East Kentucky Power looks at possible replacement of coal capacity

East Kentucky Power Cooperative plans to issue a request for proposals (RFP) for power supply resources to address the existing, coal-fired capacity affected by the U.S. Environmental Protection Agency’s new Mercury and Air Toxics Standards (MATS).

EKPC must consider the impacts of the MATS rules on its existing fleet. The Spurlock coal units are modern facilities that can be readily modified to meet all of the new rules, the cooperative noted in an April 20 integrated resource plan (IRP) filed with the Kentucky Public Service Commission. Likewise, Cooper Unit 2 with its recent addition of pollution control equipment can also meet the new rules. The oldest units in the EKPC fleet, the Dale plant and Cooper Unit 1, will require capital intensive retrofits to meet requirements under the MATS rules.

EKPC said it will seek to find the most economic alternative to meet its power supply requirements and the MATS rules. EKPC will need to mitigate the potential risk of losing approximately 300 MW of existing power supply.

EKPC will submit a capital improvement plan for Dale and Cooper Unit 1 as an option in the RFP so that the upgrade alternative can be evaluated with all other options on a comparable basis. EKPC will hire an outside consultant to prepare the RFP, solicit and evaluate proposals. Results are expected to be available by the end of 2012.

The IRP case is in its early stages, with EKPC on May 18 filing with the commission proof that its filing of the plan with the commission was publicized in local newspapers.

EKPC is a generation and transmission electric cooperative located in Winchester, Ky. It serves 16 member distribution cooperatives who serve more than 520,000 retail customers. EKPC owns and operates coal-fired generation at Dale (196 MW), Cooper (341 MW), and Spurlock (1,346 MW) and gas-fired generation at Smith (1,032 MW winter rating) and six landfill sites (16 MW).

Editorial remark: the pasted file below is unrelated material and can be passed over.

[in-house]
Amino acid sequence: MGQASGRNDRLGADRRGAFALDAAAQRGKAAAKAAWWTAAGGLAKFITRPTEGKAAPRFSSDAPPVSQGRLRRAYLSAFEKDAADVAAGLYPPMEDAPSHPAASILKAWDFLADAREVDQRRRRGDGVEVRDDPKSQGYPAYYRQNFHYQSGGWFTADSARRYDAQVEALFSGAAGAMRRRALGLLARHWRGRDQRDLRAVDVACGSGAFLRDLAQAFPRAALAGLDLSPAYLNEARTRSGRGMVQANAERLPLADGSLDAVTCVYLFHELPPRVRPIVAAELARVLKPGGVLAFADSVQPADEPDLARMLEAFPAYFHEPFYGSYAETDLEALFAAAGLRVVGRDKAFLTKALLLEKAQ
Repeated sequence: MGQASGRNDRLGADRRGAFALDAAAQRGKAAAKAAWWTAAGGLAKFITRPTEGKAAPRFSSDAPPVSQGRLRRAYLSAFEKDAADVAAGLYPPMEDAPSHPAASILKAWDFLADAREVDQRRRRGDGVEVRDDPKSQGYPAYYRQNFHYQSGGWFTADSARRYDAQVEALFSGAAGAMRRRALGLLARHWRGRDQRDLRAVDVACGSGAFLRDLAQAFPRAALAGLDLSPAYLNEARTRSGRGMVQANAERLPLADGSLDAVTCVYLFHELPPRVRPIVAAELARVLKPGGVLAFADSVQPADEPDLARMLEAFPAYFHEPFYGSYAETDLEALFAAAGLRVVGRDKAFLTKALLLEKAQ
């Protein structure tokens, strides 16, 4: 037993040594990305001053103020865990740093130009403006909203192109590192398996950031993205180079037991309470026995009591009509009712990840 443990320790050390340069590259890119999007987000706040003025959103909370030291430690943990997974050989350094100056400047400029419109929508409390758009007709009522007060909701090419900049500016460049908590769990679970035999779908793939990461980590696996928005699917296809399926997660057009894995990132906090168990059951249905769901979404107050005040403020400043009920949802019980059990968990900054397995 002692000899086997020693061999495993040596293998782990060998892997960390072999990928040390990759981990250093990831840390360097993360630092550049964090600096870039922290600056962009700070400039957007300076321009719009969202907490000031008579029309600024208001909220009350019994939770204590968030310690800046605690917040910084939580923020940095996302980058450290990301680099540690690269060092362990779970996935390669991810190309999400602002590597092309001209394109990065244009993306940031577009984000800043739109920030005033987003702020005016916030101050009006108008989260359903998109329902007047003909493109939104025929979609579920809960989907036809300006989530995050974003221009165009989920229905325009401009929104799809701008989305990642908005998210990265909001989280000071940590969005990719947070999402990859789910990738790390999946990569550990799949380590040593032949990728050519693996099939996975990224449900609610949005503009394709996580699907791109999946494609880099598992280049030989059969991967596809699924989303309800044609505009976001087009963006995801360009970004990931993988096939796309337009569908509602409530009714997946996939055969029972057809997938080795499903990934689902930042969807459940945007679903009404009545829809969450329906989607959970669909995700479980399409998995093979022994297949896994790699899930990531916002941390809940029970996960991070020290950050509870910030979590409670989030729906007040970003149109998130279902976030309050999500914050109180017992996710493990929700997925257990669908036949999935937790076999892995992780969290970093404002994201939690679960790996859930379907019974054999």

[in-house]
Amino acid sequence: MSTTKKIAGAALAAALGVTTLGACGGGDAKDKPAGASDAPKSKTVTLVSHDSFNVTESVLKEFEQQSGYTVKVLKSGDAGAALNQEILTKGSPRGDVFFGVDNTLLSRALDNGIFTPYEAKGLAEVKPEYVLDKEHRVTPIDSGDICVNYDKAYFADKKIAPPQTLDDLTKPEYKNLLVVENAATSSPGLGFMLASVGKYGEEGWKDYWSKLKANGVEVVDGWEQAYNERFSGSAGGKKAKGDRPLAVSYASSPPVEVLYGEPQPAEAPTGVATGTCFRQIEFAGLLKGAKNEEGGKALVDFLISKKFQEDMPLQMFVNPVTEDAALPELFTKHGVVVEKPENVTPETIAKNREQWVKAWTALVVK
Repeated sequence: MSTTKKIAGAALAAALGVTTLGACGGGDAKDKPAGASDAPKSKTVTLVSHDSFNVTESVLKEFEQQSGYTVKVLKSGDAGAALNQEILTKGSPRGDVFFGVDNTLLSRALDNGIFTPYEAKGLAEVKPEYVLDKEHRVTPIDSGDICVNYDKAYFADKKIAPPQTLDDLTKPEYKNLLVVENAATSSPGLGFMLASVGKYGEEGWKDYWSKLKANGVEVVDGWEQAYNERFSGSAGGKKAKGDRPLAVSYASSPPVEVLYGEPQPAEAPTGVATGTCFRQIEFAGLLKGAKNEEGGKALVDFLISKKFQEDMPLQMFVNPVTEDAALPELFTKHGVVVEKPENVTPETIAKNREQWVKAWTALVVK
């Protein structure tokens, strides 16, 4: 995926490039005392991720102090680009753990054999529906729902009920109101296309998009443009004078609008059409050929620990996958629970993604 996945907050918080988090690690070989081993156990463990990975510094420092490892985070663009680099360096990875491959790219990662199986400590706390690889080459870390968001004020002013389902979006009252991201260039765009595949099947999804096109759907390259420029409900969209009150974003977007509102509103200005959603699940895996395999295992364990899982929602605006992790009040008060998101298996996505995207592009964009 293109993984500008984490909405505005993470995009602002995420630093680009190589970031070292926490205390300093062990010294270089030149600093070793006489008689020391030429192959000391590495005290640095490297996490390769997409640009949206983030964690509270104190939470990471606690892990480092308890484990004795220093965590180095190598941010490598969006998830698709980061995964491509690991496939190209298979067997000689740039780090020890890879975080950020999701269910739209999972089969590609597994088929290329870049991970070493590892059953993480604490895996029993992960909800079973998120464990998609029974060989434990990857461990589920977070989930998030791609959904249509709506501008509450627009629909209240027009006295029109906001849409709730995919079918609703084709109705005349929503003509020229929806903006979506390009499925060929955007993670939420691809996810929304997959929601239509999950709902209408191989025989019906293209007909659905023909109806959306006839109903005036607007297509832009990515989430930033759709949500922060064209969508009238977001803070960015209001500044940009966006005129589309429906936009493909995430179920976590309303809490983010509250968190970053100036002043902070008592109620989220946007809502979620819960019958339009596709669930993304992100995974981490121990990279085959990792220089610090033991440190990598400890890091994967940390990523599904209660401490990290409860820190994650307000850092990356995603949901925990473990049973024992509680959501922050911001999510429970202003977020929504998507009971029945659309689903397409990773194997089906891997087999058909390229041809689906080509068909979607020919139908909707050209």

EKPC also purchases hydropower from the Southeastern Power Administration (SEPA) on a long-term basis. Laurel Dam (70 MW) has been reliable capacity. However, due to various repair projects, specifically at Wolf Creek Dam, EKPC’s 100 MW allocation from the Cumberland System has not provided dependable capacity for several years and is not expected to be considered dependable until 2015. Once the dam repairs are completed, the capacity should return to firm dependable status.

In total, EKPC owns or purchases 3,101 MW of generation and an additional 400 MW of import capability via firm transmission rights from PJM. EKPC’s all-time peak demand of 3,152 MW occurred on Jan. 16, 2009.

Coal units due for upgrades

Power plant upgrade projects planned over the next three years include:

Cooper – Installation in 2012 of advanced steam turbine packing during the Unit 2 turbine overhaul. This project will cost approximately $1.2m and the new technology in packing design will improve the turbine steam sealing system.

Spurlock – Installation in 2012 of advanced steam turbine packing during the Unit 2 turbine overhaul. This project will cost approximately $1.2m. This packing is a known steam leak location on General Electric turbines, and this installation will minimize steam by-passing a section of the turbine. Forcing the steam not to by-pass will increase the turbine efficiency and lower the heat rate.

Here is a description of the EKPC coal plants.